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Collapse Was Slow
The abstract of a new 3-page Science article:
An eclectic group of scholars who met recently at the University of Cambridge argues that true social collapse is a rare phenomenon. They say that new data demonstrate that classic examples of massive collapse such as the disintegration of Egypt’s Old Kingdom, the end of the Classic Maya period, and the vanishing of pre-Columbian societies of the U.S. Southwest were neither sudden nor disastrous for all segments of their populations. Rome, for example, didn’t fall in a day; recent work underscores the fact that the sack of Rome was just one step in a long and complex spiral of decline that affected peoples of the empire differently. This emphasis on decline and transformation rather than abrupt fall represents something of a backlash against a recent spate of claims that environmental disasters, both natural and humanmade, are the true culprits behind many ancient societal collapses.
The important bottom line: yes societies have “collapsed,” but usually rather locally, taking centuries, and only moderately influenced by climate change. To avoid our future collapse, we should not be overly focused on climate or ecology, or on sudden collapse scenarios, where refuges might be useful. Let us instead look to the more basic long-run stability of our social order. Quotes:
“Collapses are perhaps more apparent than real,” … A closer look demonstrates that complex societies are remarkably insulated from single-point failures, such as a devastating drought or disease, and show a marked resilience in coping with a host of challenges. … “The rarity of collapse due to the resistance of populations to environmental changes or disease is considerable,” …
The 22nd century B.C.E. [Egyptian] shift away from a single leader lacked the disruptive effect imagined by … archaeologists … focused on a short and brutal drought. “There was no collapse,” … While the uniﬁed state disappeared and large monuments weren’t built, copper continued to be imported from abroad … “The peasants may never have noticed the change,” he adds. … Changes … “were about redistribution of power and wealth more than about collapse.” …
The close of the classic Maya period around 900 C.E. has long been a poster child of collapse. Huge cities in the northern highlands were abandoned, monumental architecture ceased, and royal inscriptions halted. Foreign invasion, epidemics, social revolt, and the collapse of trade have been identiﬁed as key factors. … But … “there’s not a blip” in the occupation of the Maya areas … along the coast, which lie about 300 kilometers from major inland centers to the north. … Coastal sites … skeletons show no increase in dietary stress, populations seem constant, terraces and check dams are maintained, and sophisticated pottery continues to be crafted. The drying of the climate doesn’t appear to trigger any societal rupture. … “the image of people dying in the streets is a caricature of what was taking place; these cities just become not very attractive places to live,” in large part because of the loss of an elite. “People voted with their feet.”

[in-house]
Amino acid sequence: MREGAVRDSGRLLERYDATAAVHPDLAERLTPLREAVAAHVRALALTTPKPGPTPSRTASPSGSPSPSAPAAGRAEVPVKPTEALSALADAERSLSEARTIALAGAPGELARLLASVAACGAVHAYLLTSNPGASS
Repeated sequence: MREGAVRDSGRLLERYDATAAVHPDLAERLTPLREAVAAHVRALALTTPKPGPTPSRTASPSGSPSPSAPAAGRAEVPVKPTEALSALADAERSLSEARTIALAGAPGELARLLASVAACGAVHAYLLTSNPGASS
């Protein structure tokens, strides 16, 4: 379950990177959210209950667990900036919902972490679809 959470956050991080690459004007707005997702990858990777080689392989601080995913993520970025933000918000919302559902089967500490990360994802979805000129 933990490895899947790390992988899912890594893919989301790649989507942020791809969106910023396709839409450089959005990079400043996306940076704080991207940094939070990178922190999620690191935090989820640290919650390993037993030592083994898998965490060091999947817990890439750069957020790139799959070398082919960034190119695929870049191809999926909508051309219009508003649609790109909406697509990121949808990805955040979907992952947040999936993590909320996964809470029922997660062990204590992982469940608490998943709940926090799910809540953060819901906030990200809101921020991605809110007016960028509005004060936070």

The Hohokam had lived in the [Arizona] Phoenix basin, creating a complex society from 750 C.E. to 1450 C.E. … Then the population vanished, the canals were forgotten, and even outlying areas were abandoned. … Archaeologists have long blamed a sudden onslaught of ﬂooding that destroyed the canals and suggested that ﬁeld salinization and overpopulation contributed … But … the data don’t support any of these theories. … There is no evidence for the destruction of the life-giving canals. … The data show clusters of populations gradually vanishing or migrating during the 2-century period; … So although a drying climate no doubt played a role in the dissolution of societies and the migration of peoples, McGuire believes that a complex combination of religious movements and elite interactions were also important factors. …
Holm decries what he sees as an industry of apocalypse that pervades religion, academia, and even Hollywood, with its block-busters like 2012. He argues that societies under stress have actually shown surprising resilience in overcoming crises.